Friday, August 1, 2008

Let's Talk More About 'Surges'

By Manifesto Joe

Ve haf von ze var?

That seems what the most obedient of the MSM would have the masses believe about Iraq. But it also seems as though we've heard such pronouncements before -- about a place called Afghanistan.

The Independent (U.K) reports that:

Violence in Afghanistan has reached record highs, with unprecedented numbers of civilian casualties and terror attacks spreading into areas once thought safe, a coalition of charities warns. In a damning indictment of the international community's effort to stabilise Afghanistan, more than 100 aid agencies claimed security is worse now than at any time in the past seven years.

"There has been a surge in the number of civilian casualties caused by all sides, a spread of insecurity to previously stable areas, and increasing attacks on aid agencies and their staff," the statement from their umbrella organisation Acbar said.

(The boldface emphases are mine.)

OK, these are different countries. But, one who's not wearing blinders, one not just following the GOParty line, can't help but notice parallels. We've heard all this before, regarding both places.

Mideast expert Juan Cole, writing on Informed Comment, noted some interesting things about the Iraq "surge" that I will summarize. Let's step back a moment -- in a country of 27 million people, the addition of 30,000 troops, from 130,000 to 160,000, made that much difference in the level of violence? No way.

Not that the violence was down all that much in a relative sense. It did reach a "low point" compared to other points in the war. But there were other factors that were probably far more important.

One that the U.S. has nothing to be proud of is a sort of ethnic cleansing that took place in many mixed Baghdad neighborhoods. The Shiite militias ran off (or killed) a lot of Sunnis. Baghdad is now much more Shiite in the absence of many Sunnis, and there are sharp dividing lines between the ethnic neighborhoods.

It's been said that there ain't nothing more peaceful than a dead man. The second most peaceful sort would be the one who ain't there -- he's split for Iran or Syria.

Another big factor was the bribery of a lot of Sunni factions to get them to join "us" and oppose the insurgents. That was a strategic move that started months before the U.S. troop "surge," and turned the tide in many parts of Iraq -- for now.

Here's the link to the Juan Cole article.

Another interesting perspective on this issue is from former U.S. Sen. James G. Abourezk, D-S.D., "The Surge Has Worked?", writing for Counterpunch.

In an election year, it wouldn't be proper to visit this topic without including something from Democratic nominee-to-be Barack Obama. Here's something pertinent on The Huffington Post.

What about McCain's views? Just turn on the TV, or pick up an MSM newspaper, and you can get that swill quite easily. This is an alternative medium.

I'm going to float a somewhat subversive idea, but one that should be mentioned sometime. Let's presume (probably wrongly) that the "surge" cheerleaders are right, and that the U.S. is within sight of "victory" in Iraq.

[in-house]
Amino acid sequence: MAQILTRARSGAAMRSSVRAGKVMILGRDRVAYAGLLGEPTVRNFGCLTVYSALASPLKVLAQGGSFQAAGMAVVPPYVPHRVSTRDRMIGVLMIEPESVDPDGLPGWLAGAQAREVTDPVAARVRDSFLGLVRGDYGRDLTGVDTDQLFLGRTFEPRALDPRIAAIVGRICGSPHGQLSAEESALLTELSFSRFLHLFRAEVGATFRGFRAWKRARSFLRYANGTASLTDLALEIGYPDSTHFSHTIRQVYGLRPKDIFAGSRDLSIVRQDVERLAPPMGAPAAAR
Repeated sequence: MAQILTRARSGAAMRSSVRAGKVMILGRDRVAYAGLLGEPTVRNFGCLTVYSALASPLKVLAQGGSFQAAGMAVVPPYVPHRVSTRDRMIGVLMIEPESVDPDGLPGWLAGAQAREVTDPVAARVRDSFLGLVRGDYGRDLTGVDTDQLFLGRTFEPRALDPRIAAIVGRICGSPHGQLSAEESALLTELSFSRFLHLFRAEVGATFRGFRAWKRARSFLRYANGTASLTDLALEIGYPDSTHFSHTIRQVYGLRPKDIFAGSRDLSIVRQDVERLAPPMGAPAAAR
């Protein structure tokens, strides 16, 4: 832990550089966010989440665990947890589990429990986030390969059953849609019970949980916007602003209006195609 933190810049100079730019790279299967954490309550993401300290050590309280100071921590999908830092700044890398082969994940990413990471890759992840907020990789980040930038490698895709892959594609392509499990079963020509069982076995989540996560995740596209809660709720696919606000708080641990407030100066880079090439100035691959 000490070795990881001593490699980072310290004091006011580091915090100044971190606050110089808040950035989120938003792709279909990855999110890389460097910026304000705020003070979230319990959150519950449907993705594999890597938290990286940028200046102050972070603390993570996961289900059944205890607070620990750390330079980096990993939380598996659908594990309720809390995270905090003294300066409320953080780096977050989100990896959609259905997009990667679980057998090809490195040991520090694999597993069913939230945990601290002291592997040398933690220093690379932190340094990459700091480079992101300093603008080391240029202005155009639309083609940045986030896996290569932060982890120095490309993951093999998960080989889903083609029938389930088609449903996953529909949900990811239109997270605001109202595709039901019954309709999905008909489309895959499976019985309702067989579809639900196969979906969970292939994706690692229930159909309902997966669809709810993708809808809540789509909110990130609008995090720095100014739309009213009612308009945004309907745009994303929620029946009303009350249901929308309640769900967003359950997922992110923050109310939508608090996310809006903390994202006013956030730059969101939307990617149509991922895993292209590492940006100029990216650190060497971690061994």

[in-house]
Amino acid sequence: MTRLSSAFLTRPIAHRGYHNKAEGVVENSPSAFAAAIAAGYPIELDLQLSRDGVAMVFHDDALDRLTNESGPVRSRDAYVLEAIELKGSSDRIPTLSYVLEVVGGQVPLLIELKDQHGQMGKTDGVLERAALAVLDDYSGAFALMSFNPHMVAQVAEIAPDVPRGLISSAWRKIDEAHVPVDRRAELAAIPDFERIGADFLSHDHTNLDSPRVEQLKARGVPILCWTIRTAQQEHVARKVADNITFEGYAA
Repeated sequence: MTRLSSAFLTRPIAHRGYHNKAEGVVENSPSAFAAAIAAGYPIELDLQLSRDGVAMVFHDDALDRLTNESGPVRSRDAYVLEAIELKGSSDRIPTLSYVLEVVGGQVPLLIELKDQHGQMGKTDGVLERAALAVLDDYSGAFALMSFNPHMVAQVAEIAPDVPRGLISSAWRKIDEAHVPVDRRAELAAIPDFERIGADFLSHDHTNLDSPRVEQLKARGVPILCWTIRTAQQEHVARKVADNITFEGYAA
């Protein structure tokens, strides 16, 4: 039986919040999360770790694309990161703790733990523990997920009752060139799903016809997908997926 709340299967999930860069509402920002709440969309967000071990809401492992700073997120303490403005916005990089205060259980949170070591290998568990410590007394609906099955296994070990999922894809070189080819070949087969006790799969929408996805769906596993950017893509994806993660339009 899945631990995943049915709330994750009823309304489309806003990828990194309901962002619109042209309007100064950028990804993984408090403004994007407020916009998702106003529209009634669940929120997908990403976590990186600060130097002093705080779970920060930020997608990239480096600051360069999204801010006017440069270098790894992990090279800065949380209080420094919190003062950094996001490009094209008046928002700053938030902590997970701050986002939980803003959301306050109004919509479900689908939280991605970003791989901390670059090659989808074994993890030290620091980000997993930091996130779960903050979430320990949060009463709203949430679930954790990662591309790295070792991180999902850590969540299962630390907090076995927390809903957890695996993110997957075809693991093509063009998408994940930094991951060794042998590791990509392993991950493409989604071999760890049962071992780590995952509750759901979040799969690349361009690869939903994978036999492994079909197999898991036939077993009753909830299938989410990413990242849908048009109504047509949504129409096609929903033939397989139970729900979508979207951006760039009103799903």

In the long view of history, it's not a good idea. I understand the argument that, once a course like this has been set, it's a good idea to see it through. Even if a mistake was made initially, it is imperative to "clean up the mess" as best we can, or so the argument goes.

The tragedy of that would be that it would embolden future U.S. administrations to undertake more such foreign misadventures. Let's not mince words here -- this was an invasion, an act of aggression, on the part of the U.S. Everybody knew that Saddam Hussein was a thug way back in the '80s, when the U.S. was arming him. What most of the world's people seem to realize now is that the contained Saddam was no real threat to the U.S., and that there's no good explanation for American actions there other than that Iraqis are sitting on an ocean of oil. There was no link to al Qaeda. No evidence of WMDs. All the rationale were hollow at the core, except for one.

I'm an American, and I hate to lose. But this is one in which "we've" been in the wrong, and "we" actually don't deserve to win. And, I'll make the comparison with Afghanistan and gamble -- over time, "we" probably won't. The best path seems to just find a way out and assess the damage over time.

Manifesto Joe Is An Underground Writer Living In Texas.

1 comment:

Marc McDonald said...

The MSM went all out to promote Bush's war in Iraq in 2003. "Journalists" like the NYT's Judith Miller worked hard to assure the American people that Bush's case for war was solid.

Today, the MSM is once again going to bat for Bush--this time, selling the notion that the surge was a "success."

There's really only one thing that's certain about the Iraq War. And that is that the outcome will be messy and inconclusive.

However, if the Bush team and the MSM play their cards right in selling the outcome as a "success," then they can convince a lot of Americans that the war was a glorious victory, after all.

If this seems unlikely to happen, note how many millions of Americans to this day fervently believe the Cold War was "won" by that bumbling, half-senile, mediocre B-movie actor Ronald Reagan.